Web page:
Archives of Sexual Behavior

, Volume 35, Issue 6, pp 743–751

Grade Failure and Special Education Placement in Sexual Offenders’ Educational Histories

  • James M. Cantor
  • Michael E. Kuban
  • Thomas Blak
  • Philip E. Klassen
  • Robert Dickey
  • Ray Blanchard
Article

DOI: 10.1007/s10508-006-9018-6

Cite this article as:
Cantor, J.M., Kuban, M.E., Blak, T. et al. Arch Sex Behav (2006) 35: 743. doi:10.1007/s10508-006-9018-6

A sample of 701 adult men underwent assessment following illegal or clinically significant sexual behaviors or interests. Patients were categorized on the basis of phallometric (penile) responses in the laboratory to erotic stimuli depicting adults, pubescent children, and prepubescent children; histories of sexual offenses; and self-reported sexual interests. Comprising the categories were men sexually interested in prepubescent children (pedophiles; n = 114), men sexually interested in pubescent children (hebephiles; n = 377), men sexually interested in adults and who had committed a sexual offense against an adult (teleiophilic offenders; n = 139), and men sexually interested in adults and who had no known history of any sexual offenses (teleiophilic nonoffenders; n = 71). Patients’ assessments included IQ testing and self-reported academic history, which included any grade failures and assignment to special education classes. Relative to the teleiophilic offenders, both the pedophilic and the hebephilic groups showed approximately double the odds of failing a grade or being enrolled in special education, both before and after covarying IQ. No significant differences were detected between the teleiophilic offenders and the teleiophilic nonoffenders. These data are consistent with the hypothesis that an erotic age preference for children sometimes results from a perturbation of neurodevelopment occurring early in life.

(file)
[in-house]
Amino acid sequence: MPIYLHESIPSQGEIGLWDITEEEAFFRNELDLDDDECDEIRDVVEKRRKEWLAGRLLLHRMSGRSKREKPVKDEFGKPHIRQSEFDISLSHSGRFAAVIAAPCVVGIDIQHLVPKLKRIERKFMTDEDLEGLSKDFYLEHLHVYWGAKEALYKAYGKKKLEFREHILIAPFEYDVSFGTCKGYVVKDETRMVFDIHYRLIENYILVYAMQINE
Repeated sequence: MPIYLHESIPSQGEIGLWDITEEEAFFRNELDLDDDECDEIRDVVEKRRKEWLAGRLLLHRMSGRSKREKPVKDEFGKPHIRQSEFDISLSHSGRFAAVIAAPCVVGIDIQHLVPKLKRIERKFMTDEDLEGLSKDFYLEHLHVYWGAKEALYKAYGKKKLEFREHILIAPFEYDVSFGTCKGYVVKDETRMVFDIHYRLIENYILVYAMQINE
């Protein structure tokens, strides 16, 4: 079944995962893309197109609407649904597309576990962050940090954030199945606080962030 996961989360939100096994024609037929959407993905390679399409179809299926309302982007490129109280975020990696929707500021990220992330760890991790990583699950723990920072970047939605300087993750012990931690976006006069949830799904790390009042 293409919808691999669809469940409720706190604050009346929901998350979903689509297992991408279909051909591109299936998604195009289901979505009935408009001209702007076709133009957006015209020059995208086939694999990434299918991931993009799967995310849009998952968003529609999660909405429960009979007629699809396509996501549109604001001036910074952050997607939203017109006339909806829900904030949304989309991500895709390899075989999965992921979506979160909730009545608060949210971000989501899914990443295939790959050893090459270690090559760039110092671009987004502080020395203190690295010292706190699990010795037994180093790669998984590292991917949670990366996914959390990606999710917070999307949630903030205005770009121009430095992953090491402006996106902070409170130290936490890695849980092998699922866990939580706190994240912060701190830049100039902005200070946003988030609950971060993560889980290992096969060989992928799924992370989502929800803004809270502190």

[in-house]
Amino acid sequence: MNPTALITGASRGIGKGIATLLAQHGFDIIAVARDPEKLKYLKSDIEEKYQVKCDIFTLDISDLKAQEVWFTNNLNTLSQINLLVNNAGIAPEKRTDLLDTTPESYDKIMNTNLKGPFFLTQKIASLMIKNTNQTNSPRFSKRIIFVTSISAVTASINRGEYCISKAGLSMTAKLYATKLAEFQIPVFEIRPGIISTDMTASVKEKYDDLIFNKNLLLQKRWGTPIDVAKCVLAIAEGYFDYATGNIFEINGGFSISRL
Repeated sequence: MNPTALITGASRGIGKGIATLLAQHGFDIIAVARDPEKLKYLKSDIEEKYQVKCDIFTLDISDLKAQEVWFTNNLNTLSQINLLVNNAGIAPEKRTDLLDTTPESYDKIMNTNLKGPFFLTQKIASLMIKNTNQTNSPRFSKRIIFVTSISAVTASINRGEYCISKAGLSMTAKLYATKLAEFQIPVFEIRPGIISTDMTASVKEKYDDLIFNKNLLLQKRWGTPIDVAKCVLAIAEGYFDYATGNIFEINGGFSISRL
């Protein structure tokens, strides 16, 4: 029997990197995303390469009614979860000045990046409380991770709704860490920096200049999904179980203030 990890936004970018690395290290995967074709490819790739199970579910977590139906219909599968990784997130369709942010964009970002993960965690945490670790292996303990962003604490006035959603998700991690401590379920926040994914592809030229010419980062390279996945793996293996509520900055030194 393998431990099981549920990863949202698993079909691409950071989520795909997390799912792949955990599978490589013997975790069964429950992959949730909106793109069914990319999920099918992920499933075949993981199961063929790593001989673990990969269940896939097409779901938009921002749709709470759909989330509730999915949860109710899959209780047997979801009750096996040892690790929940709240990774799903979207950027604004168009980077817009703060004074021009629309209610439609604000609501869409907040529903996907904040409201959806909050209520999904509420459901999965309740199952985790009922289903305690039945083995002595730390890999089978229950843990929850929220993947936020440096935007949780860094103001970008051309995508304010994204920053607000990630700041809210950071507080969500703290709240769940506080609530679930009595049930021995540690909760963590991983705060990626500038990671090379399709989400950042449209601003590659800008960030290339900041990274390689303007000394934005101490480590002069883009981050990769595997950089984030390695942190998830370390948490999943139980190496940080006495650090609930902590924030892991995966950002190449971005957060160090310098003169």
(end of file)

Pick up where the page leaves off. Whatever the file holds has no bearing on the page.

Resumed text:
KEY WORDS:

academic achievement neuropsychology pedophilia phallometry grade failure sexual abuse special education sex offenders. 

Copyright information

© Springer Science+Business Media, Inc. 2006

Authors and Affiliations

  • James M. Cantor
    • 1
    • 3
  • Michael E. Kuban
    • 1
  • Thomas Blak
    • 1
  • Philip E. Klassen
    • 1
    • 2
  • Robert Dickey
    • 1
    • 2
  • Ray Blanchard
    • 1
    • 2
  1. 1.Law and Mental Health ProgramCentre for Addiction and Mental HealthTorontoCanada
  2. 2.Department of PsychiatryUniversity of TorontoTorontoCanada
  3. 3.Law and Mental Health Program, Centre for Addiction and Mental HealthTorontoCanada

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